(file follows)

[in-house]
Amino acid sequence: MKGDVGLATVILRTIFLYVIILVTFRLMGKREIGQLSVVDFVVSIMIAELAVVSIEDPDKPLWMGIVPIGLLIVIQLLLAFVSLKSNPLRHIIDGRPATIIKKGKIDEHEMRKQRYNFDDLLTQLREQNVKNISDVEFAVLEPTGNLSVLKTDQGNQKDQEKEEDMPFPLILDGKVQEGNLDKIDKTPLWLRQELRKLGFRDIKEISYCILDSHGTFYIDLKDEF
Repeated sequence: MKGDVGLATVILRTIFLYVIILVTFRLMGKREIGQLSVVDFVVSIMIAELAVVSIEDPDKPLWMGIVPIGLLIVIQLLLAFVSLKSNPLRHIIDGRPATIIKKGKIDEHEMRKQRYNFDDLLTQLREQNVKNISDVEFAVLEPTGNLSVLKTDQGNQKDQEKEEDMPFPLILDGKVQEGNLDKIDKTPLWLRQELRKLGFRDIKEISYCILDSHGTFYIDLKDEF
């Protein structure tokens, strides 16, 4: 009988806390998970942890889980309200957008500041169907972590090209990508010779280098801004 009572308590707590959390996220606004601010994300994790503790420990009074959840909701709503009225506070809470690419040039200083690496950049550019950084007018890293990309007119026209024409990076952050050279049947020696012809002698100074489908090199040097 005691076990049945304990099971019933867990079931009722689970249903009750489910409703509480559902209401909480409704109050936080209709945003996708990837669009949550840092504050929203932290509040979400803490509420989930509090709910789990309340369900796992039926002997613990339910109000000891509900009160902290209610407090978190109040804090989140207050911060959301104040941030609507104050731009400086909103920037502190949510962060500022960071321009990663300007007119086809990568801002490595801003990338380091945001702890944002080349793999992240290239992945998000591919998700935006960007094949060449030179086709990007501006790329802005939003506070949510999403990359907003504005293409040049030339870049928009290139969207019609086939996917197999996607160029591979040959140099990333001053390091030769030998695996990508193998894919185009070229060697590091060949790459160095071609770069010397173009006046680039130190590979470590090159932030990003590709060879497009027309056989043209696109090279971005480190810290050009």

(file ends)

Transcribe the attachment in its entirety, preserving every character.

[in-house]
Amino acid sequence: MKGDVGLATVILRTIFLYVIILVTFRLMGKREIGQLSVVDFVVSIMIAELAVVSIEDPDKPLWMGIVPIGLLIVIQLLLAFVSLKSNPLRHIIDGRPATIIKKGKIDEHEMRKQRYNFDDLLTQLREQNVKNISDVEFAVLEPTGNLSVLKTDQGNQKDQEKEEDMPFPLILDGKVQEGNLDKIDKTPLWLRQELRKLGFRDIKEISYCILDSHGTFYIDLKDEF
Repeated sequence: MKGDVGLATVILRTIFLYVIILVTFRLMGKREIGQLSVVDFVVSIMIAELAVVSIEDPDKPLWMGIVPIGLLIVIQLLLAFVSLKSNPLRHIIDGRPATIIKKGKIDEHEMRKQRYNFDDLLTQLREQNVKNISDVEFAVLEPTGNLSVLKTDQGNQKDQEKEEDMPFPLILDGKVQEGNLDKIDKTPLWLRQELRKLGFRDIKEISYCILDSHGTFYIDLKDEF
């Protein structure tokens, strides 16, 4: 009988806390998970942890889980309200957008500041169907972590090209990508010779280098801004 009572308590707590959390996220606004601010994300994790503790420990009074959840909701709503009225506070809470690419040039200083690496950049550019950084007018890293990309007119026209024409990076952050050279049947020696012809002698100074489908090199040097 005691076990049945304990099971019933867990079931009722689970249903009750489910409703509480559902209401909480409704109050936080209709945003996708990837669009949550840092504050929203932290509040979400803490509420989930509090709910789990309340369900796992039926002997613990339910109000000891509900009160902290209610407090978190109040804090989140207050911060959301104040941030609507104050731009400086909103920037502190949510962060500022960071321009990663300007007119086809990568801002490595801003990338380091945001702890944002080349793999992240290239992945998000591919998700935006960007094949060449030179086709990007501006790329802005939003506070949510999403990359907003504005293409040049030339870049928009290139969207019609086939996917197999996607160029591979040959140099990333001053390091030769030998695996990508193998894919185009070229060697590091060949790459160095071609770069010397173009006046680039130190590979470590090159932030990003590709060879497009027309056989043209696109090279971005480190810290050009």